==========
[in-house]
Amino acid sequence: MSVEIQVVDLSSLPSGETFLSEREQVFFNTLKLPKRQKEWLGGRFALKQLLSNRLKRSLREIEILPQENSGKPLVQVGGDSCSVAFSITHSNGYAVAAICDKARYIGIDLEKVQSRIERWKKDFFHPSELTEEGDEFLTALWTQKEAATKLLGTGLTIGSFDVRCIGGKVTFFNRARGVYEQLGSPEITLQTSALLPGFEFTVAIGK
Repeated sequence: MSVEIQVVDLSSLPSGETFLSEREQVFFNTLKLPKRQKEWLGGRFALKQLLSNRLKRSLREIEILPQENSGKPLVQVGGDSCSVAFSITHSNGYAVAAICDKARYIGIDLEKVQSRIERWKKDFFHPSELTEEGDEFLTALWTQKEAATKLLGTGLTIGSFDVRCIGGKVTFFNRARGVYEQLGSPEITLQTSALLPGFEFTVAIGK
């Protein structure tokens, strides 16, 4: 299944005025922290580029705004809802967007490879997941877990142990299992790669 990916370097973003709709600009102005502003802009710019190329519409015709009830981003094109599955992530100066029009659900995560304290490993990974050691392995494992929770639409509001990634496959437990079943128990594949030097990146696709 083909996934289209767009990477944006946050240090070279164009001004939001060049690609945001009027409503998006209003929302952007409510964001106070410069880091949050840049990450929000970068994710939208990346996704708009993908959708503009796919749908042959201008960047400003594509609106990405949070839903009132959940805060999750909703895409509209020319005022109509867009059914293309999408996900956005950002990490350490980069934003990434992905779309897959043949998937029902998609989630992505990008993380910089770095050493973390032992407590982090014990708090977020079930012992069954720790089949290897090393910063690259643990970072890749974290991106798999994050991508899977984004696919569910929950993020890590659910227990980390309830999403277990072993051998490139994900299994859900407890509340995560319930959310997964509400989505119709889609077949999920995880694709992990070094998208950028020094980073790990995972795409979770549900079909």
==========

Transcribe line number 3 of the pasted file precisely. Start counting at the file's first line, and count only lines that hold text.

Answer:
Repeated sequence: MSVEIQVVDLSSLPSGETFLSEREQVFFNTLKLPKRQKEWLGGRFALKQLLSNRLKRSLREIEILPQENSGKPLVQVGGDSCSVAFSITHSNGYAVAAICDKARYIGIDLEKVQSRIERWKKDFFHPSELTEEGDEFLTALWTQKEAATKLLGTGLTIGSFDVRCIGGKVTFFNRARGVYEQLGSPEITLQTSALLPGFEFTVAIGK